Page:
Google has secured the servers of its popular email service gmail and its business counterpart G-suite against a serious security breach last wednesday. Attackers had been able to exploit it to impersonate other gmail and G suite users in emails, particularly effectively.
Since the security hole was fixed on the server side, users do not need to take any action. Google closed the loophole about seven hours after its discoverer allison husain published a detailed blog entry along with a proof-of-concept of the mail spoofing attack. It is not known whether active attacks took place within this rather short time span.
However, husain points out in her blog entry that she already informed google on april 3. April. However, the company had not wanted to meet the responsible disclosure deadline it had set and had not made a fix before 17. The announcement was made in september, so that it finally went public with details after about 137 days. Shortly thereafter, google had implemented the necessary security mechanisms at short notice.
SPF and DMARC are undermined
The spoofing attack developed by allison husain was particularly effective because it bypassed the sender policy framework (SPF) and domain-based message authentication (DMARC) security mechanisms. Messages that pass these security checks are more likely to be considered trustworthy, which in the case of actual attacks in the wild had probably contributed to the success of the swap.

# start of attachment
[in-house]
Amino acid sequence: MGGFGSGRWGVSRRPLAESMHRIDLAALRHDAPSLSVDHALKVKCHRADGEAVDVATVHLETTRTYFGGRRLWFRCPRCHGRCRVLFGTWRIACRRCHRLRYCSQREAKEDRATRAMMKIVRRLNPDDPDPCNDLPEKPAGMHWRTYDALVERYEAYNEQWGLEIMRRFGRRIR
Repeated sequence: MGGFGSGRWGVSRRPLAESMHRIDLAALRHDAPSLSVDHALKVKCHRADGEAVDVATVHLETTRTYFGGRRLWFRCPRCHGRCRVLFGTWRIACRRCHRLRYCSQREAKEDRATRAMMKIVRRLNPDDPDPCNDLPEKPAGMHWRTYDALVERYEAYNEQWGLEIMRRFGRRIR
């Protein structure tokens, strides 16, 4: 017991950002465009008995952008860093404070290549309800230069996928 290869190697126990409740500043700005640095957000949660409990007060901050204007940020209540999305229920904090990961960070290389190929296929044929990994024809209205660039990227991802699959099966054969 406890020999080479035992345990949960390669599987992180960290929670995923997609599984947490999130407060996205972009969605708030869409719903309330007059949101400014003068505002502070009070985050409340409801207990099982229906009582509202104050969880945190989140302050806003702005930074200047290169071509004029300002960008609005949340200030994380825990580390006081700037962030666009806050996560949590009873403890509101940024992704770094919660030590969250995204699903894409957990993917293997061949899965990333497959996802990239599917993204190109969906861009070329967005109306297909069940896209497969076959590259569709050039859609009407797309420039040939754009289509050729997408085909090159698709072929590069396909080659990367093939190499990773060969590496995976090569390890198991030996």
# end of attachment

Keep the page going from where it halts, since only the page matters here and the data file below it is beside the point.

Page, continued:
The attack strategy is based on advanced gmail settings options in G suite for businesses. Specifically, husain made use of two options available through the google admin console: she set up an inbound gateway using her own G suite account, and she set up an inbound gateway using her own G suite account. "Inbound gateway") with her own G suite account, and also set her own email routing rules to the other recipient ("change envelope recipient"). The recipient entered here corresponded to the address of the victim who was to receive the spoofed e-mail.
In the first step, it then sent an email with a fake, arbitrary gmail address via the freshly set up inbound gateway using traditional spoofing methods. The gmail backend accepted the incoming message despite failed SPF and DMARC checks because it considered the gateway trustworthy. In the second step, the previously configured routing rules took effect: the backend forwarded the email with the incorrect sender to the registered envelope recipient. Since the message now originated from the gmail backend from the perspective of the recipient server (with a matching sender), it also passed the checks – and the spoofing trap snapped shut.